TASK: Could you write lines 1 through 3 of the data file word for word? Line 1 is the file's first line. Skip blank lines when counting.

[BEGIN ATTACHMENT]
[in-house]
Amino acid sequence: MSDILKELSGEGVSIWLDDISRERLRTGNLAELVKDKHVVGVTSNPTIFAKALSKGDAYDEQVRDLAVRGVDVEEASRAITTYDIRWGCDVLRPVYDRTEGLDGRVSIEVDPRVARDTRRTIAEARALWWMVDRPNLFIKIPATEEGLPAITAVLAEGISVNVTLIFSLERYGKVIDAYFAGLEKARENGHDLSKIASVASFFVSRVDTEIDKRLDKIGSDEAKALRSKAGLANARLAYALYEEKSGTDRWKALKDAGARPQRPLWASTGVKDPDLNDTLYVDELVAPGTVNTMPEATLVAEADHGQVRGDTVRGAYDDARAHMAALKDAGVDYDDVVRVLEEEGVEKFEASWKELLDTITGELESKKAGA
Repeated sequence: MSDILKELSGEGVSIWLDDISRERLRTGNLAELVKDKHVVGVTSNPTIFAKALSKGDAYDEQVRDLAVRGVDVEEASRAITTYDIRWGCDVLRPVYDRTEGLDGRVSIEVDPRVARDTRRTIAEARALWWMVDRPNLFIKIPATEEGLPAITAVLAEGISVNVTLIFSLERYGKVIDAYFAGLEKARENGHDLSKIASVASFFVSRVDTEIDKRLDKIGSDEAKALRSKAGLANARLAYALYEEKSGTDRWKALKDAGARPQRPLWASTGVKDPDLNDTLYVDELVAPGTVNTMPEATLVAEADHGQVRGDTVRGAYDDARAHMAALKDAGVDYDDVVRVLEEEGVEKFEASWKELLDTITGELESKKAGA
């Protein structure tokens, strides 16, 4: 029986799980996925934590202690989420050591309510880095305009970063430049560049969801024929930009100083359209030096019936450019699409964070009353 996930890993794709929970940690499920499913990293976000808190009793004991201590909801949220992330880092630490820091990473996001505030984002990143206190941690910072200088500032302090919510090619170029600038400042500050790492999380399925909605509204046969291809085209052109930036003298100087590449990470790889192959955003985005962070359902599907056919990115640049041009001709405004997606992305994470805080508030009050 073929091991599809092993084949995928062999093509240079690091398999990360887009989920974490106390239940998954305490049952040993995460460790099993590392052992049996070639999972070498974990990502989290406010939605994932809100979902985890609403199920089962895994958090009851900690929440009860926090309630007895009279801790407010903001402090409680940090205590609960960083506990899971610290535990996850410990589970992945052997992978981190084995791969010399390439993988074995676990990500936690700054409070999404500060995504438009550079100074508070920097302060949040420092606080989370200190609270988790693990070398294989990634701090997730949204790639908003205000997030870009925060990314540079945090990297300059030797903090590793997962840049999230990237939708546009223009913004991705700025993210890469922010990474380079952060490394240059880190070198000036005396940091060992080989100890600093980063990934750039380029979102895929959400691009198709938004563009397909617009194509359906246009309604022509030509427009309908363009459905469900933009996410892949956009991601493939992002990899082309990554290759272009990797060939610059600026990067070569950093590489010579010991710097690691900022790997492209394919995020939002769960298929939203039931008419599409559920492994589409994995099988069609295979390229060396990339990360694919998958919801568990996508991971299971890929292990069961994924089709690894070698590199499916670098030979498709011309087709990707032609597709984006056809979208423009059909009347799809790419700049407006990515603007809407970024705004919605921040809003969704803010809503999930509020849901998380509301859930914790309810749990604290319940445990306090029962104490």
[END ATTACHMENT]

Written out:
[in-house]
Amino acid sequence: MSDILKELSGEGVSIWLDDISRERLRTGNLAELVKDKHVVGVTSNPTIFAKALSKGDAYDEQVRDLAVRGVDVEEASRAITTYDIRWGCDVLRPVYDRTEGLDGRVSIEVDPRVARDTRRTIAEARALWWMVDRPNLFIKIPATEEGLPAITAVLAEGISVNVTLIFSLERYGKVIDAYFAGLEKARENGHDLSKIASVASFFVSRVDTEIDKRLDKIGSDEAKALRSKAGLANARLAYALYEEKSGTDRWKALKDAGARPQRPLWASTGVKDPDLNDTLYVDELVAPGTVNTMPEATLVAEADHGQVRGDTVRGAYDDARAHMAALKDAGVDYDDVVRVLEEEGVEKFEASWKELLDTITGELESKKAGA
Repeated sequence: MSDILKELSGEGVSIWLDDISRERLRTGNLAELVKDKHVVGVTSNPTIFAKALSKGDAYDEQVRDLAVRGVDVEEASRAITTYDIRWGCDVLRPVYDRTEGLDGRVSIEVDPRVARDTRRTIAEARALWWMVDRPNLFIKIPATEEGLPAITAVLAEGISVNVTLIFSLERYGKVIDAYFAGLEKARENGHDLSKIASVASFFVSRVDTEIDKRLDKIGSDEAKALRSKAGLANARLAYALYEEKSGTDRWKALKDAGARPQRPLWASTGVKDPDLNDTLYVDELVAPGTVNTMPEATLVAEADHGQVRGDTVRGAYDDARAHMAALKDAGVDYDDVVRVLEEEGVEKFEASWKELLDTITGELESKKAGA